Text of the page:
Many watch brands make watches they market as tough, for the outdoors, and built for adventure. These watches are generally outliers in their lineups or they are using buzzwords to sell watches they know will never be used for their intended purpose.
Boldr has taken all of that and dedicated their entire brand to it. All their watches are designed to be beat up, scuffed, scratched, and used as tools. Examining their catalog will quickly reveal this. With that said, one can easily attach these buzzwords to their watches, but can they live up to the hype?
On the Wrist
Picking up the Boldr Expedition will instantly make the wearer feel like this is a watch to use as a tool. The bead blasting and geometric shape of the case makes the watch look tough. The Expedition certainly feels tough; it has a nice heft to it that translates well when strapped on the wrist. You’re gently reminded it is there without it weighing you down.
The bead-blasted case combined with the black rubber strap completes the tool watch look on the wrist. As this was a new review sample, I couldn’t help but wonder if it would look even better once it has been scratched up a little. With no polished surfaces to contrast the angles of the case, it almost needs some wear and tear.
Modestly sized for a tool watch, the Expedition is comfortable on the wrist. The case is mostly flat, especially on the back side, so overall comfort varies slightly depending on the shape of your wrist. Those with flatter wrists will love the fit of the Expedition. The lugs do not curve down to hug the wrist at all; the elegance of a dressy tool watch has been replaced here with pure utility.
There are a few options to choose from for dial colors on the Expedition. The example here is the full lume dial, which appears white to off-white during the day. The matte black markers and hands provide high legibility in all situations. When the sun goes down, the full lume dial provides that same legibility thanks to the marker and hand color.
Giving wearers everything they would want from a utilitarian tool watch, the Expedition’s dial is no-nonsense. The white lumed dial appears matte and contrasts perfectly with the markers, hands, and bezel. The lume on the dial is applied evenly and shines brightly.
The matte black markers and hands pair perfectly with the rest of the watch. The skeleton hands allow some lume from the dial to shine through but also have lume applied in one section of each hand. Considering the dial is fully lumed, this feels unnecessary. The lume from the dial shines through the exposed hands to allow the wearer to read the time. The seconds hand is yellow-tipped which can slightly disappear against the white dial.
The bold markers that adorn the 12, 2, 6, 8 and 10 o’clock positions add to the legibility of the dial. They are large and stand out against the white dial. The rest of the markers and hash marks also stand out in a similar fashion. The 4 o’clock marker is replaced with a date window. The date wheel is white with black text which pairs perfectly with the white dial.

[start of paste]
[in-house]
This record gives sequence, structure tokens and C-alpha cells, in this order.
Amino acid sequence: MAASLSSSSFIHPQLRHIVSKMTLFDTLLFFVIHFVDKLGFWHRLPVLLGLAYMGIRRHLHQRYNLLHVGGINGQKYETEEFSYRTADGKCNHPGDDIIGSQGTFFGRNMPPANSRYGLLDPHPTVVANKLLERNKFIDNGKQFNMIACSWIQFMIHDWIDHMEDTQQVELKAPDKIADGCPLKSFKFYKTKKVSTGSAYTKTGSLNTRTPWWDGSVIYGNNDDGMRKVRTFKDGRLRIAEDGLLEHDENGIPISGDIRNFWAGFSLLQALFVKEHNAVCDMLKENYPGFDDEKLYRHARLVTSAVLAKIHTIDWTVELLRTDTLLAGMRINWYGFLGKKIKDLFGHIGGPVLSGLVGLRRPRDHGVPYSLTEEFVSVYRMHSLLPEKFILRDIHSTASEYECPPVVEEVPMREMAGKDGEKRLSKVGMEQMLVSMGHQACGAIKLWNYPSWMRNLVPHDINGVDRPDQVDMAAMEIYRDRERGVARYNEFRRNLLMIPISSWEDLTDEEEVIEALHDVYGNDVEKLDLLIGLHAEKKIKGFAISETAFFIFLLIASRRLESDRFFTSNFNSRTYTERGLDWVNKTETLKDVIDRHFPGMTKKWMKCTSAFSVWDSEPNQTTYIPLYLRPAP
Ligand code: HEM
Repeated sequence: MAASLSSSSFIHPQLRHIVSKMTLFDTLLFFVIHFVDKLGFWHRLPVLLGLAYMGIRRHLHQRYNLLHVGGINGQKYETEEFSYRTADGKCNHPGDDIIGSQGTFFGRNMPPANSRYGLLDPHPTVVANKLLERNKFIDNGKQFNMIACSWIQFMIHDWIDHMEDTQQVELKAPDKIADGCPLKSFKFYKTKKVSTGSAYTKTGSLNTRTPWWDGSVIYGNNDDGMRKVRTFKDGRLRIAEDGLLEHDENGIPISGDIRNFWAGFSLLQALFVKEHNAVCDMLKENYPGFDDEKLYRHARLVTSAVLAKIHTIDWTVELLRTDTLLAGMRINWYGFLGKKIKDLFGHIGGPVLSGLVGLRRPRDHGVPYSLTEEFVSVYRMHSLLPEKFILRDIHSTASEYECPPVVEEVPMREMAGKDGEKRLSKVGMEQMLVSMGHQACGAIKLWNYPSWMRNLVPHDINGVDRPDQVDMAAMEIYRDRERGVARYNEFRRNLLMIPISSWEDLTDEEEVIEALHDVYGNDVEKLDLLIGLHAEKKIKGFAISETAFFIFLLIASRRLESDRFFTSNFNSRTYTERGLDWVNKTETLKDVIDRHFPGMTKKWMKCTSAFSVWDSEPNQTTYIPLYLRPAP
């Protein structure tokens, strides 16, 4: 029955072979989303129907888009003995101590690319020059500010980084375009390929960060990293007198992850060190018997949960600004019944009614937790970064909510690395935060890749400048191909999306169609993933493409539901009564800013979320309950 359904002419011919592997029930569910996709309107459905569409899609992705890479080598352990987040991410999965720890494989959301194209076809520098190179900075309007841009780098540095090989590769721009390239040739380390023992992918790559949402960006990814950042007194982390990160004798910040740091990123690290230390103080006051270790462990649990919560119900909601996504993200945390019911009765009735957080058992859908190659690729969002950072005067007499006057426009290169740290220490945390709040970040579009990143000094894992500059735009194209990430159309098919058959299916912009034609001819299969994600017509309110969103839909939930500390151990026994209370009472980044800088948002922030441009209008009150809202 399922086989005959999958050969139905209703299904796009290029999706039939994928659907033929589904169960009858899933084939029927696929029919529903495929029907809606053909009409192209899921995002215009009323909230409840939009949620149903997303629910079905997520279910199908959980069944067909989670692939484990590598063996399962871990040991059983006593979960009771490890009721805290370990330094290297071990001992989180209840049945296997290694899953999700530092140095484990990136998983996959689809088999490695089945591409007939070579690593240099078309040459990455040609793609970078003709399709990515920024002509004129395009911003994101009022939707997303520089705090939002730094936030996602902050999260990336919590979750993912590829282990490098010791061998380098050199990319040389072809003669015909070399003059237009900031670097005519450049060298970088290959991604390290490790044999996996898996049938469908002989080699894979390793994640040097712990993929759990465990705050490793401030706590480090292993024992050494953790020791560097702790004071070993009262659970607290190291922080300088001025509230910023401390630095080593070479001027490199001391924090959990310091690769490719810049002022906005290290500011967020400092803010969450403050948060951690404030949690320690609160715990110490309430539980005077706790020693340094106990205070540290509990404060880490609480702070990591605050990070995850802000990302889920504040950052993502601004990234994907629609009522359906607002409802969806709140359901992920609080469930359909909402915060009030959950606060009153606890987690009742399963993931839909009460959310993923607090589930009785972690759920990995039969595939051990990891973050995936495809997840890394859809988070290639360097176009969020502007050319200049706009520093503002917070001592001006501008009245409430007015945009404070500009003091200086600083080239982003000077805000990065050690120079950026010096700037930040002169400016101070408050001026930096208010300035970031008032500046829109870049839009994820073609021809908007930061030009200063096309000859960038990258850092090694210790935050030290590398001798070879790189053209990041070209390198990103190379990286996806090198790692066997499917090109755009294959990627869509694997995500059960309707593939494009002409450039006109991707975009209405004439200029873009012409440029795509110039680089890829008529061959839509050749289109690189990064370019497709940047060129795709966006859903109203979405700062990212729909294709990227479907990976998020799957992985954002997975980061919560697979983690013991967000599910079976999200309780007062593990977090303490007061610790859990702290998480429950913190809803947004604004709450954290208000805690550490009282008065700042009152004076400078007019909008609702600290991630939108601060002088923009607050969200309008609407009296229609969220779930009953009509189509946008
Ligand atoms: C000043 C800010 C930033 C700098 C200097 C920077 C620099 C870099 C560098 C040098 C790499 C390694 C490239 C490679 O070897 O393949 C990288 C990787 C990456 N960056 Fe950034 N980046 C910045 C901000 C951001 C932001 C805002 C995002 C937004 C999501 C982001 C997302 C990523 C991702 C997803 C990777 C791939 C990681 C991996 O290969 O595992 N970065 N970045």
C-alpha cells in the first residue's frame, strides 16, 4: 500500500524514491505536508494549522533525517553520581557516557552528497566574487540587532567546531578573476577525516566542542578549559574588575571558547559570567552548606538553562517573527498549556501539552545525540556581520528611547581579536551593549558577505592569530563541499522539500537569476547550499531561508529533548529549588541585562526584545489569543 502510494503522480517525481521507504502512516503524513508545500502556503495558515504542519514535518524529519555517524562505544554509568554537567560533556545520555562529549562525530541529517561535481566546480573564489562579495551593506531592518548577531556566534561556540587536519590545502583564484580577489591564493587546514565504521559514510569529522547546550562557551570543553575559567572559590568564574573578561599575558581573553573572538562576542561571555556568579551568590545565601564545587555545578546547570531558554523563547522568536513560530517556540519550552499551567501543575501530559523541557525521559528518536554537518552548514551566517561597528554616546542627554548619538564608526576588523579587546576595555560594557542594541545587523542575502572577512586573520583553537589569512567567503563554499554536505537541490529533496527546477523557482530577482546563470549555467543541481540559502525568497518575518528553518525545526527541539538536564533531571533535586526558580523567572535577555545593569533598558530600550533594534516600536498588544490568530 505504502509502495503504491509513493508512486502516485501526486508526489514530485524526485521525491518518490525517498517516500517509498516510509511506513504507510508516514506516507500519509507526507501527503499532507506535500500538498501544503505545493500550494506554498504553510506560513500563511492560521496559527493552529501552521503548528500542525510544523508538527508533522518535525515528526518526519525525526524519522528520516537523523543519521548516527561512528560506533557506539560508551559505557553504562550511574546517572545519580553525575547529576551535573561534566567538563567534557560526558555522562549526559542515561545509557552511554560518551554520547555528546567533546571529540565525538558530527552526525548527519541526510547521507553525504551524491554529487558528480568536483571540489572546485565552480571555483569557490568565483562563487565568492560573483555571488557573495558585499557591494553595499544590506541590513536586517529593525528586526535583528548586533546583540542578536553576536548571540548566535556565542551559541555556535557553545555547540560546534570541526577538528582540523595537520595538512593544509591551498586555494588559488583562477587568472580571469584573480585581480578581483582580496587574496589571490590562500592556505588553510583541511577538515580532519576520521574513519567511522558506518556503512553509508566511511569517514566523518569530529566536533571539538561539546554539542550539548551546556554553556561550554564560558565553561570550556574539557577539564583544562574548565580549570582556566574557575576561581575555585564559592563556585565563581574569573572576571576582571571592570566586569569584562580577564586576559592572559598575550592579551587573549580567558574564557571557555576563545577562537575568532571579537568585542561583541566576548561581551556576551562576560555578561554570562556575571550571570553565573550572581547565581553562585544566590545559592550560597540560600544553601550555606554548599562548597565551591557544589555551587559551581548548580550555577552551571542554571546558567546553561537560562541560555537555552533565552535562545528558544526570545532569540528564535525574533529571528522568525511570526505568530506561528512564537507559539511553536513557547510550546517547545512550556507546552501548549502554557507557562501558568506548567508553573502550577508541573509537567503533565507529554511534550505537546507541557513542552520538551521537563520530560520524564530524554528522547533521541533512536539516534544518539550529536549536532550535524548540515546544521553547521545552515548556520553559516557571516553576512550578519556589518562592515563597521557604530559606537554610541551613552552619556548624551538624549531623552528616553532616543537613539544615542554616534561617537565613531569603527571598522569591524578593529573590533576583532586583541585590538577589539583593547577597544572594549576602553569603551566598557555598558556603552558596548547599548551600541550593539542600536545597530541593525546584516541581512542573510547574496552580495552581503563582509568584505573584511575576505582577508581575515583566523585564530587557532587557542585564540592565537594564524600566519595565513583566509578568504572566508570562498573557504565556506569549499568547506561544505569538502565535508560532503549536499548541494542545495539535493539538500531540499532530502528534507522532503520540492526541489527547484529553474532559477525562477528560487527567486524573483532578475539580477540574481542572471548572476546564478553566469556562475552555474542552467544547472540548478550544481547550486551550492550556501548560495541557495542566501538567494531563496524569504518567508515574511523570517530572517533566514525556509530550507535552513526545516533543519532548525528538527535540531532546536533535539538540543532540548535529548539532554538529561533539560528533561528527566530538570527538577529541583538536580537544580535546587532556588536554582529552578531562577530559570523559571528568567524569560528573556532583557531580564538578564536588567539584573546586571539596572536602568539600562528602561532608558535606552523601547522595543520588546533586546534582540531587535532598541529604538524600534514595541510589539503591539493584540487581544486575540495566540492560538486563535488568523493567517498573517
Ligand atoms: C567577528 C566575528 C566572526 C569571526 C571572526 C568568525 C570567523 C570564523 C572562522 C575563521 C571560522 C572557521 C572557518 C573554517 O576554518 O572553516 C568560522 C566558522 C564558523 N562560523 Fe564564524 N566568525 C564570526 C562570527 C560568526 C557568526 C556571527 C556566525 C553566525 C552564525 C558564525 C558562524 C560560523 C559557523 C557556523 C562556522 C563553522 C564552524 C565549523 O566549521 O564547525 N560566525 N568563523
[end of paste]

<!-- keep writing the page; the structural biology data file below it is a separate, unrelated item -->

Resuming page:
As you may have guessed from the two crowns, the Expedition has an internal rotating bezel. The bezel is black, contrasting with the white dial and coordinating with the marker and hand colors. The markers on the bezel are all lumed, giving the Expedition quite the presence in the dark.
Case & Strap
Tool watches tend to either be extremely large or vintage-small. The Boldr Expedition manages to find a balance between the two at 41mm wide. The 46mm lug-to-lug distance plays well with the flat case. The 20mm lug width ensures your favorite canvas, silicone, and NATO straps all fit the Expedition.
As I mentioned previously, the case is entirely bead blasted. The case has a lot of angles and bevels but because of the bead blasting, it isn’t as noticeable as if it had polished elements. It also manages to help keep the case height of 14mm in check, never appearing too tall on the wrist.
Dual crowns adorn the side of the case, one to operate the time and wind the watch and the other to operate the internal dive time bezel. The crown that operates the internal bezel contains an orange ring to differentiate the two at a glance (in case you ever forget which does what). Both crowns screw down, which is more important for the internal bezel, so you do not accidently move it.
The Expedition is fitted with a Sellita SW200 so reliability and accuracy should be excellent.
The textured rubber strap that comes standard on the Expedition is pliable and comfortable out of the box. It is thick and has a little beef to it, so it doesn’t feel flimsy and lives up to the tough nature of the rest of the watch. It will leave some rather epic imprints on your wrist after wearing it for a while.
Tool watches claiming to be tough as nails are a dime a dozen. Some tool watches live up to these expectations and others fall short. The Boldr Expedition is one of those watches that lives up to its name and expectations. It truly feels like a watch that you could take off your wrist. use it to beat open a can of food, and put it back on with the watch only looking cooler (and still working).
Despite it being rather flat, the Expedition wears well on wrist, is comfortable with a good a strap. and most importantly, is functional. When operating the internal bezel, you don’t need to worry about knocking the crown around and losing your timing capabilities.
Boldr gives you plenty of options for the Expedition if a full lume dial isn’t your thing. Regardless of the option you choose, the Expedition is going to live up to whatever you throw at it. I stand by my statement that this watch probably looks even better once it is beaten up so if you get one, prove me right.
|Lug-to-lug Height||46mm||Lug Width||20mm|
|Crystal||Double Dome Sapphire||Strap||Rubber Strap|
|Water Resistance||200 meters||Lume||Super-LumiNova® BGW9|
More Images of the Boldr Expedition
Check out the Boldr website